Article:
I do, however, recommend a visit to Symi, a long one if you can. More and more people are now renting long-term on the island or taking accommodation for a month or more. All the travel companies, hotels (none over four stories high and all in the neo-classical style as the island is ‘protected’ like a national monument), apartments and villas on offer cater for everything from one night to, well, as many as you want. Just make sure your plane matches up with your ferry if you want to get here in one day.
I know, I’ve still not answered that question, Why Symi? But then I have a whole book dedicated to the question and still have not found the answer.
For me it’s everything: the views, the weather, the way of life, the quirks, but mostly it’s the people and the classic Greek Filoxenia, the love of foreigner’s and the generosity of spirit. That’s why I am still here fourteen years after giving the island a one-year trial and twenty years after first ‘doing the Homer’ and journeying across.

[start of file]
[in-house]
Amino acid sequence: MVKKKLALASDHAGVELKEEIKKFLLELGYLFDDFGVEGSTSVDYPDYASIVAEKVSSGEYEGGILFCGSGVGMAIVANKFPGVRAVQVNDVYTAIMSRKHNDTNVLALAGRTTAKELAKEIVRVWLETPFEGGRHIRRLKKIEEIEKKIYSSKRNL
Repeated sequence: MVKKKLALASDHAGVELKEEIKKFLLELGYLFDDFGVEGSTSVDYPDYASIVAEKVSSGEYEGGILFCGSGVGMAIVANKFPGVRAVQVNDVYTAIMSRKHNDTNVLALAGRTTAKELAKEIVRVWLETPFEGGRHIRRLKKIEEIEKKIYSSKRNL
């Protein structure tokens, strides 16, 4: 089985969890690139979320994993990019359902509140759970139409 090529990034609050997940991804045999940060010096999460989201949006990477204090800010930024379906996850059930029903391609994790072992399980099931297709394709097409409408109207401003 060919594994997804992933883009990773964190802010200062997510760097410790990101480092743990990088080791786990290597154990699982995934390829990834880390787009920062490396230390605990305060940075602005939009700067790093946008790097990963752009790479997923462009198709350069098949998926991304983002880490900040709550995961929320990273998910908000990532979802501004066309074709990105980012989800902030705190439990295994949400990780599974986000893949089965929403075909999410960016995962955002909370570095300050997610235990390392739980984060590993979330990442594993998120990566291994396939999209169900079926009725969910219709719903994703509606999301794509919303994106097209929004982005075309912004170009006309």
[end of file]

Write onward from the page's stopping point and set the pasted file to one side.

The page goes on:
Here’s another insider’s tip: always check the boats before you buy your flights. I often have enquiries through my blog asking if I know of any boats other than those advertised, as ‘We are arriving at eight in the evening and there don’t appear to be any night-time crossings to Symi.’ Well, no, that’s because there aren’t any. Land early or else stay overnight in Rhodes which is actually not a displeasure at all.
* This article was written by James Collins
*Follow Symi Dream on Facebook www.facebook.com/SymiDream/
* To purchase one of James’ books about Symi on Amazon, follow this link amazon.com/-/e/B005C7HWJI
* James Collins books on Symi →
- ‘Symi 85600’
- ‘Carry on up the Kali Strata’
- ‘Village view’
- Comedy novel set on Symi- ‘Jason and the Sargonauts’
- Horror novel set on Symi: ‘The Judas Inheritance.’ Now filmed as a movie called ‘The 13th‘ Filmed on Symi in 2013 – due for release soon.
By James Collins